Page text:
During one of the most anticipated moments in Washington in years, former FBI Director James Comey had a lot to say. He acknowledged that he orchestrated the leak of his own memo after President Donald Trump fired him. He indicated that the special counsel appointed partly because of that leak will look at whether Trump obstructed justice. He revealed that he felt pressured by President Barack Obama's attorney general to downplay the investigation into Hillary Clinton's email server.
Those were the highlights. But there are many questions still unanswered after Comey left the Senate Intelligence Committee hearing room. Here are three of them.
What does Comey know about Jeff Sessions that he can't say?
Senators asked many questions that Comey said he couldn't answer in a public setting because of the ongoing investigation into Russia's interference in the 2016 election and whether Trump associates colluded in that meddling. But one non-answer stood out more than most.
Asked why he didn't report his concerns about Trump's interactions with him to Attorney General Jeff Sessions, Comey said: "Our judgment as I recall was that he was very close to and inevitably going to recuse himself for a variety of reasons. We also were aware of facts that I can't discuss in an open setting, that would make his continued engagement in a Russia-related investigation problematic and so we were — we were convinced and in fact, I think we had already heard that the career people were recommending that he recuse himself, that he was not going to be in contact with Russia related matters much longer. That turned out to be the case."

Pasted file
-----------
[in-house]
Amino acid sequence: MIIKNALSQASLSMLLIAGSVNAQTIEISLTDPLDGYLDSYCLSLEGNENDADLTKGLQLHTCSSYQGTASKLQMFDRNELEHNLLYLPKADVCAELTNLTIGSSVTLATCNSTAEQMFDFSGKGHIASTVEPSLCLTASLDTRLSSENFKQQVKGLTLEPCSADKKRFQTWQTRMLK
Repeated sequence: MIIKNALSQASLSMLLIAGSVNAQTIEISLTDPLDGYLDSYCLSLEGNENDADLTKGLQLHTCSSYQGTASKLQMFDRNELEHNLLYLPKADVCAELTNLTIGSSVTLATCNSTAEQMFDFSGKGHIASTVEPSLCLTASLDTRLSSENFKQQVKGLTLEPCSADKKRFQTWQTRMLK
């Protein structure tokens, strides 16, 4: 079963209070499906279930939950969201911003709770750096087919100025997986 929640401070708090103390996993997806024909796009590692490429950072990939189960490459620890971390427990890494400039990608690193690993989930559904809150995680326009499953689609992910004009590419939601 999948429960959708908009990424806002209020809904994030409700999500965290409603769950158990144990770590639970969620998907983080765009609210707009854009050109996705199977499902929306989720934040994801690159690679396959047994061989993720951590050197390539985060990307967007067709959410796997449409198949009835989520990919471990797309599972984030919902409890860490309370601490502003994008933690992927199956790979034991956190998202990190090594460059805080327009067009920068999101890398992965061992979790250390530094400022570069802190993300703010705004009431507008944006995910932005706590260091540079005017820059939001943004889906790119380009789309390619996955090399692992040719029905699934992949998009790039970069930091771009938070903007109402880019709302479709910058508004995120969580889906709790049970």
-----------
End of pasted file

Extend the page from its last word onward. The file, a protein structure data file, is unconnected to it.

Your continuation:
Sessions recused himself because of his own undisclosed contacts with a Russian official. That recusal, which eventually led to the appointment of special counsel Robert Mueller to oversee the Russia probe, has reportedly infuriated Trump, so much so that Sessions reportedly offered to resign. The White House said Thursday that Trump has confidence in Sessions. But it remains unclear what Comey couldn’t testify about Sessions publicly.
Does Trump have a secret taping system?
It's been a question ever since Trump tweeted in May that "Comey better hope there are no 'tapes' of our conversations before he starts leaking to the press."
On Thursday, Comey made clear that he hopes there actually are such tapes. Meantime, at a White House briefing that took place while Comey was still testifying, Trump spokeswoman Sarah Huckabee Sanders was asked if there's a White House taping system. "I have no idea," she said.
Asked if she could find out, she responded: “Sure, I'll try to look under the couches."
Did Trump obstruct justice or not?
That's the million-dollar question. Comey publicly made clear for the first that he feels he was fired because of the Russia investigation that has so bedeviled Trump and his young presidency. But does that, or Trump's alleged urging that Comey drop the investigation into former National Security Adviser Michael Flynn, amount to obstruction of justice?
If Comey thinks so, he's not saying, leaving it instead for Mueller to determine.
"I don't know," Comey said. "That's Bob Mueller's job to sort that out."